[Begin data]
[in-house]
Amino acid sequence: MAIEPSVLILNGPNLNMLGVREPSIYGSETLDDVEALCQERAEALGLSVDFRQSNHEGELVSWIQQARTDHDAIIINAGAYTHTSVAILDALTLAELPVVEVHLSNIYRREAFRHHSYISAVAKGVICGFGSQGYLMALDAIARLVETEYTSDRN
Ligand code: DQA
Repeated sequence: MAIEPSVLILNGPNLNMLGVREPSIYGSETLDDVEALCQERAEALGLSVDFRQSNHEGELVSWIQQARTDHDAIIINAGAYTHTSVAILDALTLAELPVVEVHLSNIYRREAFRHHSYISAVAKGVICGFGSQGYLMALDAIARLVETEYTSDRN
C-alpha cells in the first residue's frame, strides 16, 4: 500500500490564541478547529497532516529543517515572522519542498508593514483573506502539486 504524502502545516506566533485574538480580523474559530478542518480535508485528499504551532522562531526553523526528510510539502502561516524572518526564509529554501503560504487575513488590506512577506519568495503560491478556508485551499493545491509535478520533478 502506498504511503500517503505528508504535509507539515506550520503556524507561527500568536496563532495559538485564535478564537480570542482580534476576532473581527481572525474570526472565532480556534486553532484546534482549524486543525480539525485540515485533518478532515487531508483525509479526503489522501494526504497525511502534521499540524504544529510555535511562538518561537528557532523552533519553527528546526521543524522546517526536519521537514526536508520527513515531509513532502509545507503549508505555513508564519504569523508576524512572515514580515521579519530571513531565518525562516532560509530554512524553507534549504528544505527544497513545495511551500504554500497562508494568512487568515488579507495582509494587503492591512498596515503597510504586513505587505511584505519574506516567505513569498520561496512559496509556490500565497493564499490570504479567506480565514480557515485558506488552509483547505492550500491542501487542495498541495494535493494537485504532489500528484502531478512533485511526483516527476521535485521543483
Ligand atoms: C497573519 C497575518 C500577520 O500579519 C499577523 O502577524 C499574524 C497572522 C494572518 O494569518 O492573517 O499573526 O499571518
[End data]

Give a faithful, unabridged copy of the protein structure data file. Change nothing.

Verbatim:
[in-house]
Amino acid sequence: MAIEPSVLILNGPNLNMLGVREPSIYGSETLDDVEALCQERAEALGLSVDFRQSNHEGELVSWIQQARTDHDAIIINAGAYTHTSVAILDALTLAELPVVEVHLSNIYRREAFRHHSYISAVAKGVICGFGSQGYLMALDAIARLVETEYTSDRN
Ligand code: DQA
Repeated sequence: MAIEPSVLILNGPNLNMLGVREPSIYGSETLDDVEALCQERAEALGLSVDFRQSNHEGELVSWIQQARTDHDAIIINAGAYTHTSVAILDALTLAELPVVEVHLSNIYRREAFRHHSYISAVAKGVICGFGSQGYLMALDAIARLVETEYTSDRN
C-alpha cells in the first residue's frame, strides 16, 4: 500500500490564541478547529497532516529543517515572522519542498508593514483573506502539486 504524502502545516506566533485574538480580523474559530478542518480535508485528499504551532522562531526553523526528510510539502502561516524572518526564509529554501503560504487575513488590506512577506519568495503560491478556508485551499493545491509535478520533478 502506498504511503500517503505528508504535509507539515506550520503556524507561527500568536496563532495559538485564535478564537480570542482580534476576532473581527481572525474570526472565532480556534486553532484546534482549524486543525480539525485540515485533518478532515487531508483525509479526503489522501494526504497525511502534521499540524504544529510555535511562538518561537528557532523552533519553527528546526521543524522546517526536519521537514526536508520527513515531509513532502509545507503549508505555513508564519504569523508576524512572515514580515521579519530571513531565518525562516532560509530554512524553507534549504528544505527544497513545495511551500504554500497562508494568512487568515488579507495582509494587503492591512498596515503597510504586513505587505511584505519574506516567505513569498520561496512559496509556490500565497493564499490570504479567506480565514480557515485558506488552509483547505492550500491542501487542495498541495494535493494537485504532489500528484502531478512533485511526483516527476521535485521543483
Ligand atoms: C497573519 C497575518 C500577520 O500579519 C499577523 O502577524 C499574524 C497572522 C494572518 O494569518 O492573517 O499573526 O499571518